“I’m only messin’ with you,” the little man said and let out a high-pitched giggle. “That would be really strange. Tell you what, if you guess my name, we’ll forget all about it.”

“Is it Heisenberg?” guessed Gwen.

“No,” snorted the little man.

“Günther? Quentin? Hamish?”

“No, no and no,” answered the little man, barely looking up from what he was doing. As he worked through the night, Gwen continued to guess. At some point, she fell asleep, and when she woke up, the little man had disappeared. Gwen wondered if he had forgotten about their deal.

Mr King, pleased with his massive stash of synthetic drugs, said, “Tell your dad we’re good,” and he ordered Gwen an Uber. At home, she found a note from her father: “Started new job at the mill today. Back by six. Love you, Dad”.

After she had showered and had some breakfast, Gwen reached for her phone and sent a picture she’d managed to take of the little man to all her friends. “Ever seen this guy? I need to know his name,” she wrote. One by one, her friends replied, but it wasn’t until the evening that a friend of a friend sent her a shot of a Tinder profile with the caption, “This him?”

“Oh, my God! That is him!” gasped Gwen. “That’s really his name? You couldn’t have made it up!”

The first term at university had flown by, and in a few days, Gwen would be going home to spend Christmas with her father. Whenever she thought about those scary days in the MDMA lab, she couldn’t believe that it had actually happened.

As she was on her way to a lecture, the strange-looking little man suddenly appeared in a hallway. Gwen felt sick. She hoped he had forgotten all about her.

He flashed his crooked teeth and hissed, “How’s your dad, Gwenny?”

“Much better, thanks,” replied Gwen. Then she blurted out: “I know your name. It’s Rumpelpumpkin!” The little man jumped up and down in rage.

“Who told you?” he demanded. But before Gwen could answer, Rumpelpumpkin stamped his foot on the floor so hard that it went straight through. He disappeared and was never to be seen again. Gwen and her father lived happily ever after.

What did they say?

When Rumpelpumpkin bargains with Gwen, he says: “If you guess my name, we’ll forget all about it.”

This is an example of the first conditional. First-conditional sentences are formed like this:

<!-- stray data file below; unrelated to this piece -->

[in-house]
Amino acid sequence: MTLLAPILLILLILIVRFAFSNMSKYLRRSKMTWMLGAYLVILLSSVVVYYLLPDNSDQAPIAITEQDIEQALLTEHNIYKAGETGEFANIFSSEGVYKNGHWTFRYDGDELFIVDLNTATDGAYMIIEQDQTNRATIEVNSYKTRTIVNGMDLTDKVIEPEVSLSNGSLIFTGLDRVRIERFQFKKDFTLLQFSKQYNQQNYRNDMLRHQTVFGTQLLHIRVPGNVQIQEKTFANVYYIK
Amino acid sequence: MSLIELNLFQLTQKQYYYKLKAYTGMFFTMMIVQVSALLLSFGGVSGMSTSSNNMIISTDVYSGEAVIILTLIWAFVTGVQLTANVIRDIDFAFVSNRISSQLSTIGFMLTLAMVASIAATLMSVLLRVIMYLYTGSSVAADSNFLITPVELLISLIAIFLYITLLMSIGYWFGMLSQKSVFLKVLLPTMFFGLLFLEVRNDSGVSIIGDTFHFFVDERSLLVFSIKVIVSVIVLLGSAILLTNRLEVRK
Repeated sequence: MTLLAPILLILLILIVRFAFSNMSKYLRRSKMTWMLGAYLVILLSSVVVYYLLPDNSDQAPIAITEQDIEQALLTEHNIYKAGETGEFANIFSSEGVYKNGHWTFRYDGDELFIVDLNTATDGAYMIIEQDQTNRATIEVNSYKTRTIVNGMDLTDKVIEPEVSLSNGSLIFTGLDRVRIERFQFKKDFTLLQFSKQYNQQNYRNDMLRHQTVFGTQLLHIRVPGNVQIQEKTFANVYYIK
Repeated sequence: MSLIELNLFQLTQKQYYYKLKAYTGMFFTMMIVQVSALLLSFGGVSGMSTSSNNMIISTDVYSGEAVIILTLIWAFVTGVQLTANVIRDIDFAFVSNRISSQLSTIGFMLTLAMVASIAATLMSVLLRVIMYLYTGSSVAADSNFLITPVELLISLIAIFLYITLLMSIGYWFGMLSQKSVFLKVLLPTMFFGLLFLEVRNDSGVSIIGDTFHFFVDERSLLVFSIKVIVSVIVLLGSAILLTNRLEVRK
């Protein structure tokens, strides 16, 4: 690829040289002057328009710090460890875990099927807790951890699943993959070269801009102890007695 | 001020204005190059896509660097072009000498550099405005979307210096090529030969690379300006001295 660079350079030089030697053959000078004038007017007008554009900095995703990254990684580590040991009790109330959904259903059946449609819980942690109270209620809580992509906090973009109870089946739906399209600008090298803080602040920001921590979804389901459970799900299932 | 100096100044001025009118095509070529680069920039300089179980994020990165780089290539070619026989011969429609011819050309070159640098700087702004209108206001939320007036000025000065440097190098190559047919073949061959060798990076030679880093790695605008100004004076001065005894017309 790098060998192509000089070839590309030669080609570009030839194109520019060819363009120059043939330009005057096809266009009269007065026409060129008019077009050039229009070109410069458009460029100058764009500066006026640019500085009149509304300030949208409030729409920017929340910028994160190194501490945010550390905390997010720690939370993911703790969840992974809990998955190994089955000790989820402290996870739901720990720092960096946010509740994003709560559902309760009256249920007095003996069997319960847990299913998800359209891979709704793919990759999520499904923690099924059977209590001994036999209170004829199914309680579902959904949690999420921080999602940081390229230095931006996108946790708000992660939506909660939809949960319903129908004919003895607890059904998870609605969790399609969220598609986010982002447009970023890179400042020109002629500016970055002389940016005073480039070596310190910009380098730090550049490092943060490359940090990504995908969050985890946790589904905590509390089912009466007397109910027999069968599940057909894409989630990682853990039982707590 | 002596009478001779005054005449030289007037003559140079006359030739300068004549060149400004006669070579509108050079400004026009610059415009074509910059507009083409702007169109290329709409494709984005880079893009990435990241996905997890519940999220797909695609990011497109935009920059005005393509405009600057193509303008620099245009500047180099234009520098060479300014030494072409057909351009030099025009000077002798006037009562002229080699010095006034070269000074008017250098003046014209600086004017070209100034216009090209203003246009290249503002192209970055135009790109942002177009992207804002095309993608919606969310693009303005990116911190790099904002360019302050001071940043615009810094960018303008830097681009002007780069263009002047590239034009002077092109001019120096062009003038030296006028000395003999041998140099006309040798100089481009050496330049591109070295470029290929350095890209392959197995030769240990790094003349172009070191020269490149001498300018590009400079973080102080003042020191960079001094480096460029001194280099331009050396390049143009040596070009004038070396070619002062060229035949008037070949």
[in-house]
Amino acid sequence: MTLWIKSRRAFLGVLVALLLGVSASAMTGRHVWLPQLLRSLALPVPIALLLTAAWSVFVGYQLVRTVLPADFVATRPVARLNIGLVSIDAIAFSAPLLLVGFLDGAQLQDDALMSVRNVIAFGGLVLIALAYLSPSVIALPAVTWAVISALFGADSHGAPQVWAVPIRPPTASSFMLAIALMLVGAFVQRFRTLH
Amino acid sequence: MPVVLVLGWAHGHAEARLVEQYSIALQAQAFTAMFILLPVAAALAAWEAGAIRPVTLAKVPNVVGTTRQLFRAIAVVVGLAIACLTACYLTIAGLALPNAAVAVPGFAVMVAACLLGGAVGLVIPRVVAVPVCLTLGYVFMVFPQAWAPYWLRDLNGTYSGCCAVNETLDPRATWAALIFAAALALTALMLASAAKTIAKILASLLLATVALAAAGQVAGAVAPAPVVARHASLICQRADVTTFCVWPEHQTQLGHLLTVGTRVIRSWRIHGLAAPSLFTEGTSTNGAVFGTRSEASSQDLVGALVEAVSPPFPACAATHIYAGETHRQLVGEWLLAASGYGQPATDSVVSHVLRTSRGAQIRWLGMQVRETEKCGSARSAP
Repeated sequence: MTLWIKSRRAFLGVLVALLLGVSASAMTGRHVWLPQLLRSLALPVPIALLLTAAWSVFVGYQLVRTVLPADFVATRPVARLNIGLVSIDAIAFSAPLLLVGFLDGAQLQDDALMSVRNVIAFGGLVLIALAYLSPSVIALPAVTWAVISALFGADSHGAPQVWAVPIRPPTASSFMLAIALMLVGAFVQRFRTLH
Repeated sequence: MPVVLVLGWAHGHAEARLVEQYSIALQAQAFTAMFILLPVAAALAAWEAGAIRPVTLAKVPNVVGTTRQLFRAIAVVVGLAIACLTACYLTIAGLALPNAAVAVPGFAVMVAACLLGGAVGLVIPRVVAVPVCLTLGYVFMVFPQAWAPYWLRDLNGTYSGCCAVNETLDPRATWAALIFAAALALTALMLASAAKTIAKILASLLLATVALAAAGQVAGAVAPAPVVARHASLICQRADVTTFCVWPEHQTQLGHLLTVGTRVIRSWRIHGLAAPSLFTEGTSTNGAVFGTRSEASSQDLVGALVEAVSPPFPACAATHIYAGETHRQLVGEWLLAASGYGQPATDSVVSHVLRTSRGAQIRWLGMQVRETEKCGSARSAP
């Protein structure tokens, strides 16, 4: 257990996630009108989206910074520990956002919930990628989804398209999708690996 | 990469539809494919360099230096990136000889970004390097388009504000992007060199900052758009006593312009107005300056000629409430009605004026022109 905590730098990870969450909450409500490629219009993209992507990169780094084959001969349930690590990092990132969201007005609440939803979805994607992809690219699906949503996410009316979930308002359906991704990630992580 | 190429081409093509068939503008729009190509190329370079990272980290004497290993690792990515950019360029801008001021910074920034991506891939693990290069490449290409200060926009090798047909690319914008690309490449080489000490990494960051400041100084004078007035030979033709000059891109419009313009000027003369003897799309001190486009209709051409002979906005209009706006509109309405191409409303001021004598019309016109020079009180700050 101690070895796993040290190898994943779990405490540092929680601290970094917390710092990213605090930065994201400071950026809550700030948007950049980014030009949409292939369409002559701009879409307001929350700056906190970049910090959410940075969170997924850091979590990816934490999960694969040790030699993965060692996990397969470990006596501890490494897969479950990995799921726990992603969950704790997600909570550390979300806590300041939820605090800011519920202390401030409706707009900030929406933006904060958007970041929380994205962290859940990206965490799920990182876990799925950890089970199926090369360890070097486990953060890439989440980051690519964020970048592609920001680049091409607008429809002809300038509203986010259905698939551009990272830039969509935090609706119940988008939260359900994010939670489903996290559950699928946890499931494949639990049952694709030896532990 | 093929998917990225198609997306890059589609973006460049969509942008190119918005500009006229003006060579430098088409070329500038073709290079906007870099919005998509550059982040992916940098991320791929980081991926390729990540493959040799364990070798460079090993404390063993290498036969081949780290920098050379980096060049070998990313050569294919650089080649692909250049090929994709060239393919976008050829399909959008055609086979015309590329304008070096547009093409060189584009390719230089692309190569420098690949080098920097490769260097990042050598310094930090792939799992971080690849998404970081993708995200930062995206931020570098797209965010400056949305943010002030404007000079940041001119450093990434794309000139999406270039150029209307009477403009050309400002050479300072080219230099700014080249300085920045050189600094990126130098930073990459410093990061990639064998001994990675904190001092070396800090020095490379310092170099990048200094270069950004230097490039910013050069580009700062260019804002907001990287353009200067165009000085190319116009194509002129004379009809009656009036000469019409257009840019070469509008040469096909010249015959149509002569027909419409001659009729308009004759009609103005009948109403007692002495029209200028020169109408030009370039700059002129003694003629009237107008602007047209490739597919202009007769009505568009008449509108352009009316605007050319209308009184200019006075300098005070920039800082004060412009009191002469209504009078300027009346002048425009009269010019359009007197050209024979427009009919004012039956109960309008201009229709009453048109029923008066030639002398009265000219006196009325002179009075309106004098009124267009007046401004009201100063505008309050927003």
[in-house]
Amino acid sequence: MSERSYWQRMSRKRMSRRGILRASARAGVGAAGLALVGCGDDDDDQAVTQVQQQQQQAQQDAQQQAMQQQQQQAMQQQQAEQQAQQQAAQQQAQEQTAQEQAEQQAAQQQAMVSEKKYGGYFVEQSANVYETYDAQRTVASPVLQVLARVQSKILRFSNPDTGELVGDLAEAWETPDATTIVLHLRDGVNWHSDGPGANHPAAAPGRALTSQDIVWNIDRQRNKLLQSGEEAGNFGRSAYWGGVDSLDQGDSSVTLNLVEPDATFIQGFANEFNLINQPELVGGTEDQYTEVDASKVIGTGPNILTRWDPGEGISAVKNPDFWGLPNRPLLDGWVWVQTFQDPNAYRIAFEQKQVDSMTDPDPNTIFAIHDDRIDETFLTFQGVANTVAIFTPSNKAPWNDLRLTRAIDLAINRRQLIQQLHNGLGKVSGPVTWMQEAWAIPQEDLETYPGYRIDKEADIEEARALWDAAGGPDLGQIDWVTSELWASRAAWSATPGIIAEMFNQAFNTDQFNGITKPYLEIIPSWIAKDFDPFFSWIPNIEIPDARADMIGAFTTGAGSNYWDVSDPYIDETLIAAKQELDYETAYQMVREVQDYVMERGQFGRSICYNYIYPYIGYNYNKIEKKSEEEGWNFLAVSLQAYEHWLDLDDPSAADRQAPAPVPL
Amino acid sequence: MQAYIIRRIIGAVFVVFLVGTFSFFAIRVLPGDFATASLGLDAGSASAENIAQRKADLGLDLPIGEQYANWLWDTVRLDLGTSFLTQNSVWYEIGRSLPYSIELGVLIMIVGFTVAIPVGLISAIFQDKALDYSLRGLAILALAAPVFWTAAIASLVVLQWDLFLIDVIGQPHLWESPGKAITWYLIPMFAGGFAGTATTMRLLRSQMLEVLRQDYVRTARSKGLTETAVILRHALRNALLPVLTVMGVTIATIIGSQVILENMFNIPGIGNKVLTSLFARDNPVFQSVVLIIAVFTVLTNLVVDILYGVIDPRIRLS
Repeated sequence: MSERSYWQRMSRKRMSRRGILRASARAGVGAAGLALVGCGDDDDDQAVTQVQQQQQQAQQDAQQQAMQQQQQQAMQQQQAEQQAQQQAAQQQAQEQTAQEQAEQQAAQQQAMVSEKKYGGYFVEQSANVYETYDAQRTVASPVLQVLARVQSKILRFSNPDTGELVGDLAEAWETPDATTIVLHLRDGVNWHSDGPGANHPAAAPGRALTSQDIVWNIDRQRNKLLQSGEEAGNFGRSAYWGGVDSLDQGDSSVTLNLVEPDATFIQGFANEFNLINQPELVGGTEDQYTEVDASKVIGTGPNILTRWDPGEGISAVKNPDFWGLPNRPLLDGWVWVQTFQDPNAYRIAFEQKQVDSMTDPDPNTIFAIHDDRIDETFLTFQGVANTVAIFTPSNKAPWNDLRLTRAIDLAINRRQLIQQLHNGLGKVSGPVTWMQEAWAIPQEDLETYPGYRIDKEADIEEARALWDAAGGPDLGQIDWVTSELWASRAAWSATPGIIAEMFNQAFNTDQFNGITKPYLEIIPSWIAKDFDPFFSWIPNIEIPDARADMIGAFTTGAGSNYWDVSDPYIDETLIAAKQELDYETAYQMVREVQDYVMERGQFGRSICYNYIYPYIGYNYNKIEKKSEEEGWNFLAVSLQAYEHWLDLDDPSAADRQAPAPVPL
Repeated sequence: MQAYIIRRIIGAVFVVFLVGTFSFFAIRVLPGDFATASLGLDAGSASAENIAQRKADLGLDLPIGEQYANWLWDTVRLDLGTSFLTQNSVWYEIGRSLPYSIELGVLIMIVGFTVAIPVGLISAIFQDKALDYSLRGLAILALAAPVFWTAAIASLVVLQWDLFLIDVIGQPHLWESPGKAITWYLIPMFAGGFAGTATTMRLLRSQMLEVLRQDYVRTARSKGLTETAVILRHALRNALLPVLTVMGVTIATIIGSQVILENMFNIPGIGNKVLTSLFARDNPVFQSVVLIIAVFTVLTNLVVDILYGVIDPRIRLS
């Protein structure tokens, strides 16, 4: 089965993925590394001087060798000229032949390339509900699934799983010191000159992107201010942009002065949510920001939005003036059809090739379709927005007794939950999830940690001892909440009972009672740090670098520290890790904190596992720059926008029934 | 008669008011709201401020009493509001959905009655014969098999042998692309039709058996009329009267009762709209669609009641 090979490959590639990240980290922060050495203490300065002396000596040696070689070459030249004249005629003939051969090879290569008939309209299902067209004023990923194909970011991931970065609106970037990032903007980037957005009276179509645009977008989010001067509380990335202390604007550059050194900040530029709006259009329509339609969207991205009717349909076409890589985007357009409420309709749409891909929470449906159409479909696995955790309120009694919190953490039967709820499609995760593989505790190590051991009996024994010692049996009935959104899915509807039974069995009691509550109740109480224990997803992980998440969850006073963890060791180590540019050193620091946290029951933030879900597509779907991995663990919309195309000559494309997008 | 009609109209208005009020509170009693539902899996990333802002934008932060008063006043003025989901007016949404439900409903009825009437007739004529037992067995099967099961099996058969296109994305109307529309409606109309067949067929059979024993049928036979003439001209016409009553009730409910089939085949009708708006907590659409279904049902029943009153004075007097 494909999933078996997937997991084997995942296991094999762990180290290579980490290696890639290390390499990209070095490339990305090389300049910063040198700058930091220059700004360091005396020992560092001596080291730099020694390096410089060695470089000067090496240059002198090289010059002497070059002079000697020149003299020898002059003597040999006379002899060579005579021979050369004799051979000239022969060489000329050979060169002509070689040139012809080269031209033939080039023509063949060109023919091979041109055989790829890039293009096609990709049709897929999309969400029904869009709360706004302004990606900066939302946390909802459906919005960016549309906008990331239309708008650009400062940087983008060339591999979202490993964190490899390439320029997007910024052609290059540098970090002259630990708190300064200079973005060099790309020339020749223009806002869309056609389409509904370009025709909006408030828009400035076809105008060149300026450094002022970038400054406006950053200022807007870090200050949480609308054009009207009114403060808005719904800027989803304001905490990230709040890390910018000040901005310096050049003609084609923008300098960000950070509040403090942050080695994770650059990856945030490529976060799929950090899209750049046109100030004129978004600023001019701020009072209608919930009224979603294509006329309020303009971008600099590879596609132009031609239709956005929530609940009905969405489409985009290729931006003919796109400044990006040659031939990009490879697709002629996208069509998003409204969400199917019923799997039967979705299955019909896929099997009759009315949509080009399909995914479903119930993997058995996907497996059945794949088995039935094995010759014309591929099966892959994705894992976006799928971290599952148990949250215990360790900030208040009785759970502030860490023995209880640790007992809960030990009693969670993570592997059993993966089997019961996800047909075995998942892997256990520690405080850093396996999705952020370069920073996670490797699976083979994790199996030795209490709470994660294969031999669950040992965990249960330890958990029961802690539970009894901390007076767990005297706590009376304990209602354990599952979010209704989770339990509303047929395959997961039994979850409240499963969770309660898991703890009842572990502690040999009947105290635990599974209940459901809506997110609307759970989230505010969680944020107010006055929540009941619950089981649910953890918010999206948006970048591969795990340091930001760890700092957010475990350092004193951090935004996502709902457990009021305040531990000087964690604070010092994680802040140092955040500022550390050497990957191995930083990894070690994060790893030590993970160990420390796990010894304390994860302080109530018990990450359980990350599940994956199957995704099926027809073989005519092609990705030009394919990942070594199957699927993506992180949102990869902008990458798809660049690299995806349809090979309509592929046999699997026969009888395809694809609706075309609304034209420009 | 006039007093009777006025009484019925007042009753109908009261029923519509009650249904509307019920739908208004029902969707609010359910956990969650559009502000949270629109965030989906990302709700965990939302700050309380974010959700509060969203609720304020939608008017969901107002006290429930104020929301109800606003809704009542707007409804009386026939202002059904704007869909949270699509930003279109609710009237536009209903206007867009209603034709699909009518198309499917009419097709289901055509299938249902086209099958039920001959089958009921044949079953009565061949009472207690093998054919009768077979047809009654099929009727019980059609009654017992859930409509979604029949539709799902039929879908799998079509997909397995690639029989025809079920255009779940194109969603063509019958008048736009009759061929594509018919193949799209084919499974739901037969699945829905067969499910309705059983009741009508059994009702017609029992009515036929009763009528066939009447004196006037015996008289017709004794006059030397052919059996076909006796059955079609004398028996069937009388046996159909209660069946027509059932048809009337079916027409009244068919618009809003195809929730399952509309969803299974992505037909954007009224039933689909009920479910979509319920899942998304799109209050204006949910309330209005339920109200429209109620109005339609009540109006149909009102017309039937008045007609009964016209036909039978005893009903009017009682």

Question: Whatwill yougive me if Imake it for you?
Answer: If youdo the work, I’ll give you my earrings.

An if-clause often refers to a condition — something that must happen in order that something else can happen. An if-clause can come at the beginning or the end of the sentence. If the if-clause comes at the end, you don’t need a comma. Remember not to putwill in the if-clause:
• I’ll give you my necklace if youdo the work.

Instead ofwill , you can also use another modal verb + infinitive:
⋅If youdo this little job, youcan go to university.

Write down all five examples of the first conditional in the story.

Cross out the wrong alternatives below.

A. Ibe | ’ll be so happy if Iwill get | get good results in my exams.
B. If Iwon’t get | don’t get good results, Iam not | won’t be able to go to university, I’m afraid.
C. If my dadgets | will get the job, lifewill be | is much easier.
D. Whatdo you do | will you do if heasks | will ask you to marry him? E. Iask | will ask my friends if Iwon’t know | don’t know the answer.


1. A. If you do this little job, we’ll be out of trouble, and you can go to university.
B. What will you give me if I make it for you?
C. What will you give me this time if I do the work?
D. I’ll take your firstborn child if you marry Mr King.
E. If you guess my name, we’ll forget all about it.

2. A. I’ll be so happy if Iget good results in my exams.
B. If Idon’t get good results, Iwon’t be able to go to university.
C. If my dadgets the job, lifewill be much easier.
D. Whatwill you do if heasks you to marry him?
E. Iwill ask my friends if Idon’t know the answer.